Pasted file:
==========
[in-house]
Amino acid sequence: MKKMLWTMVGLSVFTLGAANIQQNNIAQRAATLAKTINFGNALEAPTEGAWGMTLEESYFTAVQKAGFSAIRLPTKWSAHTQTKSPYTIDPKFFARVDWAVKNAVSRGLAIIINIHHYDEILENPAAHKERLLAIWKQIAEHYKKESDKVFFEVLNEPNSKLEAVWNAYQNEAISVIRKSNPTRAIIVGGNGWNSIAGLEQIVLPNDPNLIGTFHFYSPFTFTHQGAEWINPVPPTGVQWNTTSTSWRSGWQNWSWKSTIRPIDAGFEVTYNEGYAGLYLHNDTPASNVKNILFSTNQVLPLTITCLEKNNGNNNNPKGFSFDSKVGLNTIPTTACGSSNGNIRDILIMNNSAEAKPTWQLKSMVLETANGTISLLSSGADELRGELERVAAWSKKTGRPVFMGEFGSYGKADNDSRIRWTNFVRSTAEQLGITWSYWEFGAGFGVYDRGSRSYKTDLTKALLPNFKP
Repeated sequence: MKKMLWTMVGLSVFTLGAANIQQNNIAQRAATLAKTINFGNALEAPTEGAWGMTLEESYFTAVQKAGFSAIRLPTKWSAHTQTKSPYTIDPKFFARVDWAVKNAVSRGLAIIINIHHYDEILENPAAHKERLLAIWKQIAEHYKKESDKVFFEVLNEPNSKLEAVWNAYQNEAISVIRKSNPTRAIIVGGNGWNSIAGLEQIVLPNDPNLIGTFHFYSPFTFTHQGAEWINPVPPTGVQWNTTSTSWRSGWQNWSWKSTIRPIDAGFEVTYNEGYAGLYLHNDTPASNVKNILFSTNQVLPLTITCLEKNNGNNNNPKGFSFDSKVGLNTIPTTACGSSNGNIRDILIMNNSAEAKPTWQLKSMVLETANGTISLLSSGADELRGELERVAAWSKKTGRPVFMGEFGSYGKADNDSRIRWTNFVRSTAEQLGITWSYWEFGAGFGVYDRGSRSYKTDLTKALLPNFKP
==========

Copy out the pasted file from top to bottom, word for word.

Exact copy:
[in-house]
Amino acid sequence: MKKMLWTMVGLSVFTLGAANIQQNNIAQRAATLAKTINFGNALEAPTEGAWGMTLEESYFTAVQKAGFSAIRLPTKWSAHTQTKSPYTIDPKFFARVDWAVKNAVSRGLAIIINIHHYDEILENPAAHKERLLAIWKQIAEHYKKESDKVFFEVLNEPNSKLEAVWNAYQNEAISVIRKSNPTRAIIVGGNGWNSIAGLEQIVLPNDPNLIGTFHFYSPFTFTHQGAEWINPVPPTGVQWNTTSTSWRSGWQNWSWKSTIRPIDAGFEVTYNEGYAGLYLHNDTPASNVKNILFSTNQVLPLTITCLEKNNGNNNNPKGFSFDSKVGLNTIPTTACGSSNGNIRDILIMNNSAEAKPTWQLKSMVLETANGTISLLSSGADELRGELERVAAWSKKTGRPVFMGEFGSYGKADNDSRIRWTNFVRSTAEQLGITWSYWEFGAGFGVYDRGSRSYKTDLTKALLPNFKP
Repeated sequence: MKKMLWTMVGLSVFTLGAANIQQNNIAQRAATLAKTINFGNALEAPTEGAWGMTLEESYFTAVQKAGFSAIRLPTKWSAHTQTKSPYTIDPKFFARVDWAVKNAVSRGLAIIINIHHYDEILENPAAHKERLLAIWKQIAEHYKKESDKVFFEVLNEPNSKLEAVWNAYQNEAISVIRKSNPTRAIIVGGNGWNSIAGLEQIVLPNDPNLIGTFHFYSPFTFTHQGAEWINPVPPTGVQWNTTSTSWRSGWQNWSWKSTIRPIDAGFEVTYNEGYAGLYLHNDTPASNVKNILFSTNQVLPLTITCLEKNNGNNNNPKGFSFDSKVGLNTIPTTACGSSNGNIRDILIMNNSAEAKPTWQLKSMVLETANGTISLLSSGADELRGELERVAAWSKKTGRPVFMGEFGSYGKADNDSRIRWTNFVRSTAEQLGITWSYWEFGAGFGVYDRGSRSYKTDLTKALLPNFKP